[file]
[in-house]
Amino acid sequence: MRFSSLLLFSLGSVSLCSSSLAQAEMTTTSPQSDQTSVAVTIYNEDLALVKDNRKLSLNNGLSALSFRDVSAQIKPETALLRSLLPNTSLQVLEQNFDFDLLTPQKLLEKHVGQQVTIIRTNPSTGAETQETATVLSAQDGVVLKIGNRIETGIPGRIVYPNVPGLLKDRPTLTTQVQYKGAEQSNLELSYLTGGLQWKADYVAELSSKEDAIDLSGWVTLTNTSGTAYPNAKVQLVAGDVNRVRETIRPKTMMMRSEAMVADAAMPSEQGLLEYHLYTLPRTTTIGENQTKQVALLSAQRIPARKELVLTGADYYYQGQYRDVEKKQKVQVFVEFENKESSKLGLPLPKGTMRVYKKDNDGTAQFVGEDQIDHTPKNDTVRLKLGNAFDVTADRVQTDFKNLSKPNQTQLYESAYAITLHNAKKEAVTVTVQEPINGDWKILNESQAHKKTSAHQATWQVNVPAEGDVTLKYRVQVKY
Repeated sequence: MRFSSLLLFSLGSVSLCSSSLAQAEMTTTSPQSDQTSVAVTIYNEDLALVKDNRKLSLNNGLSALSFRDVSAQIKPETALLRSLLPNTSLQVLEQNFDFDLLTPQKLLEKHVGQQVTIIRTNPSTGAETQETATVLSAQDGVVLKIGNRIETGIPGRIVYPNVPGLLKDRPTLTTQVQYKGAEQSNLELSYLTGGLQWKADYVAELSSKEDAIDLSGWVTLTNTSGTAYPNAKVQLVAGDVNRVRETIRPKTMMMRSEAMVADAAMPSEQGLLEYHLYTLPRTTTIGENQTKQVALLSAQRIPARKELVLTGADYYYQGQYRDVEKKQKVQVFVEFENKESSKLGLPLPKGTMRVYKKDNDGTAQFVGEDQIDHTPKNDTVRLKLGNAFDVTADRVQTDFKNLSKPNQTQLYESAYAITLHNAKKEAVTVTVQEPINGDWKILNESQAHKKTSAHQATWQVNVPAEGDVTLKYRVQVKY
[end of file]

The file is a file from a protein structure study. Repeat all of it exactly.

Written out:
[in-house]
Amino acid sequence: MRFSSLLLFSLGSVSLCSSSLAQAEMTTTSPQSDQTSVAVTIYNEDLALVKDNRKLSLNNGLSALSFRDVSAQIKPETALLRSLLPNTSLQVLEQNFDFDLLTPQKLLEKHVGQQVTIIRTNPSTGAETQETATVLSAQDGVVLKIGNRIETGIPGRIVYPNVPGLLKDRPTLTTQVQYKGAEQSNLELSYLTGGLQWKADYVAELSSKEDAIDLSGWVTLTNTSGTAYPNAKVQLVAGDVNRVRETIRPKTMMMRSEAMVADAAMPSEQGLLEYHLYTLPRTTTIGENQTKQVALLSAQRIPARKELVLTGADYYYQGQYRDVEKKQKVQVFVEFENKESSKLGLPLPKGTMRVYKKDNDGTAQFVGEDQIDHTPKNDTVRLKLGNAFDVTADRVQTDFKNLSKPNQTQLYESAYAITLHNAKKEAVTVTVQEPINGDWKILNESQAHKKTSAHQATWQVNVPAEGDVTLKYRVQVKY
Repeated sequence: MRFSSLLLFSLGSVSLCSSSLAQAEMTTTSPQSDQTSVAVTIYNEDLALVKDNRKLSLNNGLSALSFRDVSAQIKPETALLRSLLPNTSLQVLEQNFDFDLLTPQKLLEKHVGQQVTIIRTNPSTGAETQETATVLSAQDGVVLKIGNRIETGIPGRIVYPNVPGLLKDRPTLTTQVQYKGAEQSNLELSYLTGGLQWKADYVAELSSKEDAIDLSGWVTLTNTSGTAYPNAKVQLVAGDVNRVRETIRPKTMMMRSEAMVADAAMPSEQGLLEYHLYTLPRTTTIGENQTKQVALLSAQRIPARKELVLTGADYYYQGQYRDVEKKQKVQVFVEFENKESSKLGLPLPKGTMRVYKKDNDGTAQFVGEDQIDHTPKNDTVRLKLGNAFDVTADRVQTDFKNLSKPNQTQLYESAYAITLHNAKKEAVTVTVQEPINGDWKILNESQAHKKTSAHQATWQVNVPAEGDVTLKYRVQVKY